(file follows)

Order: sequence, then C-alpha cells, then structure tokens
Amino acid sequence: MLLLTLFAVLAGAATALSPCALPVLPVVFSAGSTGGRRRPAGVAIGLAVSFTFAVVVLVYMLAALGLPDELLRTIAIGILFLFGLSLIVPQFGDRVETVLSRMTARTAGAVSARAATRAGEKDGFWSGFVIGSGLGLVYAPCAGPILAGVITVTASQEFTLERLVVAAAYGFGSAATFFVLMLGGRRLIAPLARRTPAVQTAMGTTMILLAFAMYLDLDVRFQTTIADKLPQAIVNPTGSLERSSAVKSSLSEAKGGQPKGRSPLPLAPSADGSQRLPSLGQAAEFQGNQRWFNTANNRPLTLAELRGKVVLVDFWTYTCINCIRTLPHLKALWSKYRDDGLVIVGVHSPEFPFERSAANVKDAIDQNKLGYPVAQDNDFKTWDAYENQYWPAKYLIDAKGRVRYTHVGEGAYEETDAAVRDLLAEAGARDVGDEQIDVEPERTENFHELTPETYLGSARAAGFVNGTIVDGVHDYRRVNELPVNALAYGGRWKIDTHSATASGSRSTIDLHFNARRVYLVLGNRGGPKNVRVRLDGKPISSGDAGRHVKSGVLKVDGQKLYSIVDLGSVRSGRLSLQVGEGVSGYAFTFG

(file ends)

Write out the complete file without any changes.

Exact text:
Order: sequence, then C-alpha cells, then structure tokens
Amino acid sequence: MLLLTLFAVLAGAATALSPCALPVLPVVFSAGSTGGRRRPAGVAIGLAVSFTFAVVVLVYMLAALGLPDELLRTIAIGILFLFGLSLIVPQFGDRVETVLSRMTARTAGAVSARAATRAGEKDGFWSGFVIGSGLGLVYAPCAGPILAGVITVTASQEFTLERLVVAAAYGFGSAATFFVLMLGGRRLIAPLARRTPAVQTAMGTTMILLAFAMYLDLDVRFQTTIADKLPQAIVNPTGSLERSSAVKSSLSEAKGGQPKGRSPLPLAPSADGSQRLPSLGQAAEFQGNQRWFNTANNRPLTLAELRGKVVLVDFWTYTCINCIRTLPHLKALWSKYRDDGLVIVGVHSPEFPFERSAANVKDAIDQNKLGYPVAQDNDFKTWDAYENQYWPAKYLIDAKGRVRYTHVGEGAYEETDAAVRDLLAEAGARDVGDEQIDVEPERTENFHELTPETYLGSARAAGFVNGTIVDGVHDYRRVNELPVNALAYGGRWKIDTHSATASGSRSTIDLHFNARRVYLVLGNRGGPKNVRVRLDGKPISSGDAGRHVKSGVLKVDGQKLYSIVDLGSVRSGRLSLQVGEGVSGYAFTFG